An analysis of about 1,300 peer-reviewed research articles found that few studies included men and women equally, less than one-third performed data analysis by sex, and there was wide variation in inclusion and matching of the sexes among the specialties and the journals reviewed, according to a paper JAMA Surgery.

Males and females can have different postoperative outcomes, complication rates, and readmission rates, so it is important to know if sex bias is pervasive in surgery. Adequately controlling for sex as a variable with inclusion, data reporting, and data analysis is important because data derived from clinical research are the foundation for evidence-based medicine.

Melina R. Kibbe, M.D., of the University of North Carolina at Chapel Hill and colleagues conducted a study to determine if sex bias exists in human surgical clinical research, if data are reported and analyzed using sex as an independent variable, and to identify specialties in which the greatest and least sex biases exist. For the analysis, data were abstracted from 1,303 original peer-reviewed articles published from January 2011 through December 2012 in 5 surgery journals.

Of the 1,303 articles, 17 (1.3 percent) included males only, 41(3.1 percent) included females only, 1,020 (78 percent) included males and females, and 225 (17 percent) did not document the sex of the participants. Although female participants represent more than 50 percent (n = 57,688,606) of the total number (115,377,213) included, considerable variability existed with the number of male (46,111,818), female (58,805,665), and unspecified (10,459,730) participants included among the journals, between U.S. domestic and international studies, and between single vs multicenter studies.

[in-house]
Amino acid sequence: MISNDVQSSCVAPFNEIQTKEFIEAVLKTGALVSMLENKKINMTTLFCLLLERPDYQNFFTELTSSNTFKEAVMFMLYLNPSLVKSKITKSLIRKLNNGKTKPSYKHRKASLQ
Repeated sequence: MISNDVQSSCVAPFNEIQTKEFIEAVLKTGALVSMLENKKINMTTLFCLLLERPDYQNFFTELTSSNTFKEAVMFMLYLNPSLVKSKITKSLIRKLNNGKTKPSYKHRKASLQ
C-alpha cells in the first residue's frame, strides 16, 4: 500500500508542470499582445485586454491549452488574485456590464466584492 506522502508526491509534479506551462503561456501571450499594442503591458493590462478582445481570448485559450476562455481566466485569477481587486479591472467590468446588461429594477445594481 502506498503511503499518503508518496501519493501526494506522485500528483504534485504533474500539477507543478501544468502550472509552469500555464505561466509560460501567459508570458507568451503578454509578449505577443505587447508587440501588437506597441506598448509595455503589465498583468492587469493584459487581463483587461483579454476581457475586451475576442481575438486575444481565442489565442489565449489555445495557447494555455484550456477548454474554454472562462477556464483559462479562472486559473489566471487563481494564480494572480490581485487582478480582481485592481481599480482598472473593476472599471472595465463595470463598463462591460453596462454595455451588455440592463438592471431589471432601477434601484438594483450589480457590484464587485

For articles included in the study, 38 percent reported these data by sex, 33 percent analyzed these data by sex, and 23 percent included a discussion of sex-based results. Sex matching of the included participants in the research overall was poor, with less than half of the studies matching the inclusion of both sexes by 50 percent (e.g., 100 males to 50 females, or vice versa). During analysis of the different surgical specialties, a wide variation in sex-based inclusion, matching, and data reporting existed, with colorectal surgery having the best matching of male and female participants and cardiac surgery having the worst.

The authors write that the implications of these findings are numerous. "First, drugs, therapies, and devices may be developed that are effective for one sex. Second, for therapies and drugs that have an overall low efficacy in men and women when the data are combined, the therapy or drug may be abandoned; however, that therapy or drug may have greater efficacy in one sex vs the other. This result would be known if sex-based analysis and reporting of the data were performed. ... Third, therapies may be developed that have undesirable adverse effects in the opposite sex. For example, the odds of an adverse drug reaction in women is 50 percent greater than in men, women are more likely to be hospitalized because of an adverse drug reaction, and 80 percent of the drugs removed from the market by the FDA were because of undesirable adverse effects in women."

JAMA Surgery, August 17, 2016, doi:10.1001/jamasurg.2016.2032.